Sorry to burst your boba

The Key Club sold boba from the Loma Linda Boba Tea House during lunch for Redlands East Valley”s multicultural food day on April 18. Boba is a popular treat on campus that tends to draw long lines of students. (ELLA FITZPATRICK/ Ethic photo)

By ELLA FITZPATRICK

You may be wondering what boba is, and why it’s good . . . or bad for you.

Boba are small, black, chewy balls of boiled tapioca. Tapioca is a white starch that is extracted from the roots of cassava plants, which is native to South America and was brought over to Taiwan by the Portuguese. Boba is not the drink itself; it is usually in a sweet iced tea or a smoothie, including flavors like honeydew, strawberry and other types of fruit. Boba is added to the drink as a separate ingredient.

Boba can come in many flavors and vary in color depending on the flavors they are made with. It also has many names, including bubble tea, pearl shake, black pearl tea, pearl milk tea, tapioca ball drink, pearl ice tea, QQ (meaning chewy in Taiwanese) and boba tea.

In terms of color, when boba is made with no flavors or dyes, it is naturally clear with no flavor. After it is put into drinks, the clear boba will absorb the flavoring of the drink accompanying it.

The most common boba is the black pearl, which is created by cooking or adding brown sugar or caramel coloring to the tapioca mixture. Boba can also come in a large variety of fruity flavors, including strawberry, mango, watermelon, lemon and passion fruit. Fruity flavored boba can also come in a popping form called popping boba. These boba balls resemble gushers fruit snacks, just with a thinner layer of protection. These boba balls are unique because, as much as they may resemble tapioca pearls, they are not actually made with tapioca but with a mix of flavored fruit juices, calcium chloride and sodium alginate.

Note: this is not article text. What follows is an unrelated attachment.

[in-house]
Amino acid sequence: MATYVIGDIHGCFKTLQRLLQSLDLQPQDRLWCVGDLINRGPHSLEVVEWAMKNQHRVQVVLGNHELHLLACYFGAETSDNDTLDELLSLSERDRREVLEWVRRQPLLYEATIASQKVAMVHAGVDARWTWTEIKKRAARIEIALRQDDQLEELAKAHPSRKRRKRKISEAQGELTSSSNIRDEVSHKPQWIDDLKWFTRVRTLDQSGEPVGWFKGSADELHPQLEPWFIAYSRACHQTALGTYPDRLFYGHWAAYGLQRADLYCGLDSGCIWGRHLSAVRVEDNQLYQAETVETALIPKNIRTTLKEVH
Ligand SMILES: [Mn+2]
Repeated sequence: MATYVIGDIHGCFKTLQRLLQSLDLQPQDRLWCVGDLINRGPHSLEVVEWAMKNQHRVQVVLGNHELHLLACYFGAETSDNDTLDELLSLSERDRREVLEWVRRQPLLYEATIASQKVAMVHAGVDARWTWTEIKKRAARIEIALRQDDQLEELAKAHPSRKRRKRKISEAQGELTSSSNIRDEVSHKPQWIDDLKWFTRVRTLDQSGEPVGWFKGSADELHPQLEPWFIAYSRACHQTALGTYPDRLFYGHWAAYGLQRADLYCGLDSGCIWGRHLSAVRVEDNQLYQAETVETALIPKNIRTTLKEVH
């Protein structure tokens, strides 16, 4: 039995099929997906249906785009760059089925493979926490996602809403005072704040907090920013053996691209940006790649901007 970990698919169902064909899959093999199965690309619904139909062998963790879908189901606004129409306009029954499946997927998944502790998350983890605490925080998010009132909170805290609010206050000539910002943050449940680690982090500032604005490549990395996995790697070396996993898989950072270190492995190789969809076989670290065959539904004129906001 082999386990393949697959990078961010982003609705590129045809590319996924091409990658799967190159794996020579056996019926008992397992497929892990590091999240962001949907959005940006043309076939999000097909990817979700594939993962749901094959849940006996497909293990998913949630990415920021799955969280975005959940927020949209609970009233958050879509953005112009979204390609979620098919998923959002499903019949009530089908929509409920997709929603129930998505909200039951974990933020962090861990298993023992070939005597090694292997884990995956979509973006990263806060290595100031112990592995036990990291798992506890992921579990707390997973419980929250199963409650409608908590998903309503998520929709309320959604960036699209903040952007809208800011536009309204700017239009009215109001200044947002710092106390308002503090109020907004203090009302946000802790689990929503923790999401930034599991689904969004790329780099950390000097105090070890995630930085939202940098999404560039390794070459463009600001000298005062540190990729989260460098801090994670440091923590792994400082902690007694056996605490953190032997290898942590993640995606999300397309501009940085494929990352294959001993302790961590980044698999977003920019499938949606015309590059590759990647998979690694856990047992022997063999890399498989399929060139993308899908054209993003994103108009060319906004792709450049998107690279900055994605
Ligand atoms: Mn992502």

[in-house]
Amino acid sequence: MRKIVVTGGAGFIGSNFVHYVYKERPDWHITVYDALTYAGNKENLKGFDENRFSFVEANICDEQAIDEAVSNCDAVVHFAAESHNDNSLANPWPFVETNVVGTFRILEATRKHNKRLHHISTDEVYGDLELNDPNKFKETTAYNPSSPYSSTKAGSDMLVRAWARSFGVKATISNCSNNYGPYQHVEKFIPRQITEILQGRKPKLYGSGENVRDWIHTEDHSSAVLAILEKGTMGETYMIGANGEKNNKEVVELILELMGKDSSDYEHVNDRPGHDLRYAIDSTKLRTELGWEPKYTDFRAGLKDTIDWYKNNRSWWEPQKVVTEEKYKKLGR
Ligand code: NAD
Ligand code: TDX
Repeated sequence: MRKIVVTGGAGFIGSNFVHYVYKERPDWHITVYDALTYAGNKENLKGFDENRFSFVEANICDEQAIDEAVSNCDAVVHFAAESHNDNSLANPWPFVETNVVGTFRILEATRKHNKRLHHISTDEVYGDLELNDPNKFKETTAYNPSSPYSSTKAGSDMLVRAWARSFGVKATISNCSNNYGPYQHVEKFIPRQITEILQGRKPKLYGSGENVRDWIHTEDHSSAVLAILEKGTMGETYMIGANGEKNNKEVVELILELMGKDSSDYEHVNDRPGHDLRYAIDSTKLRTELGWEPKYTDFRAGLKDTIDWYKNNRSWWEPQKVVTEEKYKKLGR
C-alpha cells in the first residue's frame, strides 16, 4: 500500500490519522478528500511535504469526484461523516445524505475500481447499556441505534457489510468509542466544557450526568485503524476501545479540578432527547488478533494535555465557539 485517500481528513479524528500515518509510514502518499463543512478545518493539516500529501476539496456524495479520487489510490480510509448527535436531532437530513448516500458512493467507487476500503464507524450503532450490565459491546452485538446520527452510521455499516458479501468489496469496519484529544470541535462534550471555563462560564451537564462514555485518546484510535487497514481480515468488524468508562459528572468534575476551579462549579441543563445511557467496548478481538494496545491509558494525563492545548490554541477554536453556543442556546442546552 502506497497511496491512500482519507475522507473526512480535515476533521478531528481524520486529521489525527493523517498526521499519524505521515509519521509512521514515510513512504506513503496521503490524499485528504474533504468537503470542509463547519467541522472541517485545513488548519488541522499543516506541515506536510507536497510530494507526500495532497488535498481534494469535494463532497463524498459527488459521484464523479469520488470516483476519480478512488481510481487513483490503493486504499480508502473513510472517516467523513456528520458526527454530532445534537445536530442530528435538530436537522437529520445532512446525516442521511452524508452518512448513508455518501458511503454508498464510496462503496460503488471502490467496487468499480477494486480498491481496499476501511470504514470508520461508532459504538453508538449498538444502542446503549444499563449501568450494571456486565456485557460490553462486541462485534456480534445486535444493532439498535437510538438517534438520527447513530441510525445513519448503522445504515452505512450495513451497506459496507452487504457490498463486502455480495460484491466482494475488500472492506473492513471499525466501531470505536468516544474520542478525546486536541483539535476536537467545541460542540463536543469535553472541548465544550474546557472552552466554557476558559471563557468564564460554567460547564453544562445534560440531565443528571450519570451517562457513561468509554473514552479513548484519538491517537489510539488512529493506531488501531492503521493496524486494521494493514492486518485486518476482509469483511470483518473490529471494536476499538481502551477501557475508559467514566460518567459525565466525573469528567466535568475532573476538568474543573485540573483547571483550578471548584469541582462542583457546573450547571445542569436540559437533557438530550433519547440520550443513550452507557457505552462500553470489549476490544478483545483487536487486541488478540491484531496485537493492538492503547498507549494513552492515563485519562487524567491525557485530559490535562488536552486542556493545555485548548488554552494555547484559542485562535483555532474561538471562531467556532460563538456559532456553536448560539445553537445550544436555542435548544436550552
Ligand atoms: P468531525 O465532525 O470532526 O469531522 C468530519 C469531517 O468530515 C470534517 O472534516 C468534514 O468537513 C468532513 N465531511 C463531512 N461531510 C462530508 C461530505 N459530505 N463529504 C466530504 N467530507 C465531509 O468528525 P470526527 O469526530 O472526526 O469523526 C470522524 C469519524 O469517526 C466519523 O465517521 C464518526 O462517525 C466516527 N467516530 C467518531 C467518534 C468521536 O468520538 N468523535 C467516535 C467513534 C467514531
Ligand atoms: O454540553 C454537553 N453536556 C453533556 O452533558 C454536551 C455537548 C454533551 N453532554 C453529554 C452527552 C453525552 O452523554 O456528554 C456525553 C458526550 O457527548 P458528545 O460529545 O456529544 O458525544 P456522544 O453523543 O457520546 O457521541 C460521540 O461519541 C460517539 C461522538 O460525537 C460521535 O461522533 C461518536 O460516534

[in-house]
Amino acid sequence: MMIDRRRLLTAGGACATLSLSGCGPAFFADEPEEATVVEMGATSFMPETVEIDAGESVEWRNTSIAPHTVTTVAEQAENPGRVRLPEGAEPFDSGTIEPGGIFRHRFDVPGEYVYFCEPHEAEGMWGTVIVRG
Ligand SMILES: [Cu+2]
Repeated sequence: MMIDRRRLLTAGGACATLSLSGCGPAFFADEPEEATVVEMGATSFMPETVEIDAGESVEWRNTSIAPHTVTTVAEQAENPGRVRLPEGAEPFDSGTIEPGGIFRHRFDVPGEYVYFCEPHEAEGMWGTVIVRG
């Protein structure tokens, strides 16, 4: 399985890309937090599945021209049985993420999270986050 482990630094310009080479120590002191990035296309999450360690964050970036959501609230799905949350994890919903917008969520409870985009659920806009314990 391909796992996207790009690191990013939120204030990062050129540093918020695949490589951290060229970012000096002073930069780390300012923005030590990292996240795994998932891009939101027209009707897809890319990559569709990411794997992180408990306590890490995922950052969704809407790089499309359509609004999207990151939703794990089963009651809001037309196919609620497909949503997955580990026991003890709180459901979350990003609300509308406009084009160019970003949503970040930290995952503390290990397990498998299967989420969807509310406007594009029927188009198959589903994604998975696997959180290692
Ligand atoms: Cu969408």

As good as this drink may be, it can be unhealthy. The drink is usually served with one fourth a cup of boba balls, which contains 136 calories and 33 grams or carbohydrates, not including the actual drink, which can contain lots of sugars according to Jill Corleone’s http://www.livestrong.com article. In addition, boba tea carbohydrates are simple sugars, so they are broken down more quickly; however, this treat still has no nutritional value, so you may want to think twice before indulging yourself with this drink.  

This is also a very difficult treat to perfect. When mixing the tapioca balls they need to hold the right consistency to form them into balls and boil them. They cannot be too runny or too dry. In the past, people have tried multiple times to make their own tapioca balls to save themselves a few trips to the tea shop, but they sadly never came out no matter how much water or tapioca they mixed. They later found an alternative by buying their own dried tapioca balls on Amazon. These bags can contain about five boba drinks.

Although there are many tea shops and restaurants where you can purchase this popular drink in America, boba actually originated in Taiwan in the 1980’s. Boba tea soon started appearing at every street corner in Taiwan. It is difficult to determine who first invented this trendy drink, for many companies have claimed to be the creators, but reportedly in the 1980’s, Liu Han-Chien introduced tapioca pearls in cold infused drinks.   

There are multiple places in Southern California where you can buy boba, including Class 302, where you can make your own boba drink, and more than 10 other tea bars in Los Angeles, including Lollicup, Ten Ren, Quickly, Boba Tea House and Tapioca Express. Some more local places where you can indulge yourself with this drink is at Wok In Cafe on State Street and Chaca Tea Bar next to Albertsons on Redlands Boulevard.


Click the link to read a review on Chaca Tea Bar https://ethic-news.org/2018/09/20/ae-hangouts-chaca-tea-bar/

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